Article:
FIG. 16 illustrates another exemplary system 300 in accordance with the disclosure, in which multiple xerographic marking devices 102 are individually associated with corresponding intermediate transfer drums (ITDs) 104 and transfer components106 disposed along the path P1 of the final printable media 108. In this configuration, the multi-layer high TMA images are built on the final print media 108, and defects may occur including blur and image disturbances, retransfer scavenging, poorfusing, etc. To mitigate these adverse effects, the system controller 122 performs the selective splitting and multi-pass printing operation as generally described above in connections with FIGS. 1 and 2.

Referring now to FIG. 17, another multi-color document processing system 300a is illustrated with multiple xerographic marking devices 102 with no intermediate transfer medium (e.g., no transfer drums 104 as in the examples of FIG. 16 above), andhaving corresponding initial BTR type transfer components 106 disposed along the final print media path for transferring toner onto the final printable media 108. In this embodiment, like that of FIG. 16 above, high TMA images are built on the finalprint media 108, and absent countermeasures of the present disclosure, the system 300a may suffer from blur and image disturbances, retransfer scavenging, poor fusing, etc. To mitigate these adverse effects, the system controller 122 performs theselective splitting and multi-pass printing operation as generally described above in connections with FIGS. 1 and 2.

The system controller 122 in this example performs selective splitting and multi-pass printing operation as generally described above to reduce or avoid such defects. In particular, the controller 122 selectively causes one or more of themarking devices 102 to transfer marking material onto the final print medium 108 in accordance with a print job 118, and a fuser type affixing component 110 located along the path P1 downstream of the marking devices 102 operates to affix transferredmarking material to the final print medium 108. The print medium return apparatus 114 and control 126 operate to selectively return the final print medium 108 without inversion to the path P1 upstream of the marking devices 102, with the controller 118selectively splitting one or more individual pages of a print job 118 into at least a first print portion and a second print portion, each or which using a subset of the marking devices 102.

In this embodiment, moreover, the controller 122 is operative for such split print job pages to control a first subset of the devices 102 to transfer the first print portion onto a first side of the final print medium 108, and to control thefuser 110 to affix the transferred first print portion to the first side of the final print medium 108. The controller 122 also controls the return apparatus 114 via control 126 to return the medium 108 without inversion to the path P1 upstream of themarking devices 102 after the first print portion is affixed to the first side, to control a second subset of the marking devices 102 to transfer the second print portion on the medium 108, and to control the fuser 110 to affix the transferred secondprint portion over the affixed first print portion on the first side of the final print medium 108.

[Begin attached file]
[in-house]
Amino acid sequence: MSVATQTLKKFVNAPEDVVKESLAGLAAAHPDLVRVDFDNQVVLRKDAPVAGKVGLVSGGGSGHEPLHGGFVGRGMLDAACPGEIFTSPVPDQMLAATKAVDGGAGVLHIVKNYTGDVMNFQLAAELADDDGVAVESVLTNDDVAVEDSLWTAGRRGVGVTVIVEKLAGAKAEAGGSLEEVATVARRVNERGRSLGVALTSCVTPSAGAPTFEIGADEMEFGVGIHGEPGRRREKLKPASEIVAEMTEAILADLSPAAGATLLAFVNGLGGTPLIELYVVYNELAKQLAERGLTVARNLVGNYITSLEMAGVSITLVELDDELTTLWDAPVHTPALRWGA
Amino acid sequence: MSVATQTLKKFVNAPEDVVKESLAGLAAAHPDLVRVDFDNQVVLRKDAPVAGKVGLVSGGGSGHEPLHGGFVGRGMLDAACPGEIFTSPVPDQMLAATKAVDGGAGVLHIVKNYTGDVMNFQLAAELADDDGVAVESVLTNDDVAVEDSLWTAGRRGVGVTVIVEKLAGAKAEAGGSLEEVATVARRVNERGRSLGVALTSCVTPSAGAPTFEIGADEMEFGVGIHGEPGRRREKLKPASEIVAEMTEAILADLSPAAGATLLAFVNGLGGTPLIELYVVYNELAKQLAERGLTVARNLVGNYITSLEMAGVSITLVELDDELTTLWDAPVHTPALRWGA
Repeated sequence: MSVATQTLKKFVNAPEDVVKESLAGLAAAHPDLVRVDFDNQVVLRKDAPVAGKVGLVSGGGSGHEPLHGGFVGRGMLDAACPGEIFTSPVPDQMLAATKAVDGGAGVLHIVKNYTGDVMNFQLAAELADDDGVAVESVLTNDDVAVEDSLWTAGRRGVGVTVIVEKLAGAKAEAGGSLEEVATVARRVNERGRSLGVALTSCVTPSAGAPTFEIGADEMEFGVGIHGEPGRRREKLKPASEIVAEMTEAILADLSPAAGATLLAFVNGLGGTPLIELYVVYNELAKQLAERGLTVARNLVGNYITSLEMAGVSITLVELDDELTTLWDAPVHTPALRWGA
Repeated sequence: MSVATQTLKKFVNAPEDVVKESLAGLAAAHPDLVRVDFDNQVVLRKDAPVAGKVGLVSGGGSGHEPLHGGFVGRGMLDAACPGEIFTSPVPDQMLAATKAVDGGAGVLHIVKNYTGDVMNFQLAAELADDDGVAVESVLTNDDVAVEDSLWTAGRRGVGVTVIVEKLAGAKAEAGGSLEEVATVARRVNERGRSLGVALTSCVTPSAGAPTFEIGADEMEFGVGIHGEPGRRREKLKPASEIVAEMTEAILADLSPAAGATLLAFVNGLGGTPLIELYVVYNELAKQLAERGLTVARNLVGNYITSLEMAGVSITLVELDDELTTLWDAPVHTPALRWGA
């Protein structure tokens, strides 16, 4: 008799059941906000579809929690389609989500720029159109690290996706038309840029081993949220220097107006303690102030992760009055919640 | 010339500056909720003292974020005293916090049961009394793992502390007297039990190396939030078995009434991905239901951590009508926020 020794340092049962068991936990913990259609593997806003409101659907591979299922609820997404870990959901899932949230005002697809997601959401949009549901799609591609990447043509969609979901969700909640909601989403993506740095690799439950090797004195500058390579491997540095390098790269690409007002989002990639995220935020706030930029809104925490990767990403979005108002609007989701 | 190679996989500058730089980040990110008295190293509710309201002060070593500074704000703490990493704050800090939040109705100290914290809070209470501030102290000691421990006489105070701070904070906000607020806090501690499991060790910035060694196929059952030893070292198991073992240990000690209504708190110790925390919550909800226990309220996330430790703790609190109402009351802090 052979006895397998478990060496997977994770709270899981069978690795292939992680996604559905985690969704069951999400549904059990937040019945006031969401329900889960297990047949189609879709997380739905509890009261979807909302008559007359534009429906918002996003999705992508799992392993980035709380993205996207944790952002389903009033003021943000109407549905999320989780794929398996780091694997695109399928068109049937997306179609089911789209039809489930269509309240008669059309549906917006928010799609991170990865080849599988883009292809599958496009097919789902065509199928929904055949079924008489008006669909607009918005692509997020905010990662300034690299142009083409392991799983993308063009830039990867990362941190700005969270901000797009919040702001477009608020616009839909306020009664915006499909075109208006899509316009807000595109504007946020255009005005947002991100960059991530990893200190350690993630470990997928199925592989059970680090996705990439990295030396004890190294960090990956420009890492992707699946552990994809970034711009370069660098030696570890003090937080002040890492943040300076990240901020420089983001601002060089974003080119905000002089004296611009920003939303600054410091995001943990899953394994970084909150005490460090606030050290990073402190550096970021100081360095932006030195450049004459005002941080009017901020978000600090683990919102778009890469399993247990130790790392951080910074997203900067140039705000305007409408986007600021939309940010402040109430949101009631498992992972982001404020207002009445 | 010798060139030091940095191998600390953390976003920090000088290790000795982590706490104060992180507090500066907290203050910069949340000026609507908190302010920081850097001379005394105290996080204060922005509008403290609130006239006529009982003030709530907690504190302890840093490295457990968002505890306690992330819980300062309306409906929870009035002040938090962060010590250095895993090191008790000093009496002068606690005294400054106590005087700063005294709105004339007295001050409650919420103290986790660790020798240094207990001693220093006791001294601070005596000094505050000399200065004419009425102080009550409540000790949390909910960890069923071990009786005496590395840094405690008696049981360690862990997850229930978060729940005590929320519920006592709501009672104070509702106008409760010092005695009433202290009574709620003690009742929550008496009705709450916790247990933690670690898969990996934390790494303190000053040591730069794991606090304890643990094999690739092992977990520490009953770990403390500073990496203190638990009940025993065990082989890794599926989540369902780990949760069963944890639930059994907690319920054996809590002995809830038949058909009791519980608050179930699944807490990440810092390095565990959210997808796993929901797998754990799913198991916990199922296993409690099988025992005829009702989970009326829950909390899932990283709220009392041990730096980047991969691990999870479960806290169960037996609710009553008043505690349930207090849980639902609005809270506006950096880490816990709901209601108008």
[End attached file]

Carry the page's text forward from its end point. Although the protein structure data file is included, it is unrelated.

FIG. 18 depicts an exemplary image on image type printing system 400 in which high TMA images are initially built on a photoreceptor belt 104 via tandem configured charge and recharge components 401, exposing components 402, developers 403. Thesystem 400 further includes pre-transfer and transfer components 404 and 405, respectively for performing a transfer of the built image from the photoreceptor belt 104 to the final print media 108, as well as media return apparatus 114, 126 and a systemcontroller 122 as described above. The system 400, moreover, includes a fuser type affixing apparatus 406 as well as cleaning and erasing components 407 and 408, respectively. The inventors have further appreciated that absent the selective job pagesplitting and controlled media return without inversion of the present disclosure, this type of system 400 is susceptible to blur and image disturbance, hollow character defects, development scavenging, and poor fusing and affixing. Accordingly, thecontroller 122 is adapted to selectively split one or more individual print job pages into two or more portions, to cause a first print portion to be transferred by one subset of the marking devices 401, 402, and 403 to the photoreceptor belt 104, and totransfer this portion at the component 405 to one side of the media 108. The first print portion is then fused to the media in the fuser 406 and returned to the first path P1 via the components 114, 126 without inversion. The controller 122 causes thesecond print portion to be transferred to the photoreceptor belt 104 and transfers this second portion over the fused first portion on the media 108 before subsequently fusing this second portion to the media containing the previously fused first portionof the image.

The above examples are merely illustrative of several possible embodiments of the present disclosure, wherein equivalent alterations and/or modifications will occur to others skilled in the art upon reading and understanding this specificationand the annexed drawings. In particular regard to the various functions performed by the above described components (assemblies, devices, systems, circuits, and the like), the terms (including a reference to a "means") used to describe such componentsare intended to correspond, unless otherwise indicated, to any component, such as hardware, software, or combinations thereof, which performs the specified function of the described component (i.e., that is functionally equivalent), even though notstructurally equivalent to the disclosed structure which performs the function in the illustrated implementations of the disclosure. In addition, although a particular feature of the disclosure may have been disclosed with respect to only one of severalembodiments, such feature may be combined with one or more other features of the other implementations as may be desired and advantageous for any given or particular application. Also, to the extent that the terms "including", "includes", "having","has", "with", or variants thereof are used in the detailed description and/or in the claims, such terms are intended to be inclusive in a manner similar to the term "comprising". It will be appreciated that various of the above-disclosed and otherfeatures and functions, or alternatives thereof, may be desirably combined into many other different systems or applications, and further that various presently unforeseen or unanticipated alternatives, modifications, variations or improvements thereinmay be subsequently made by those skilled in the art which are also intended to be encompassed by the following claims.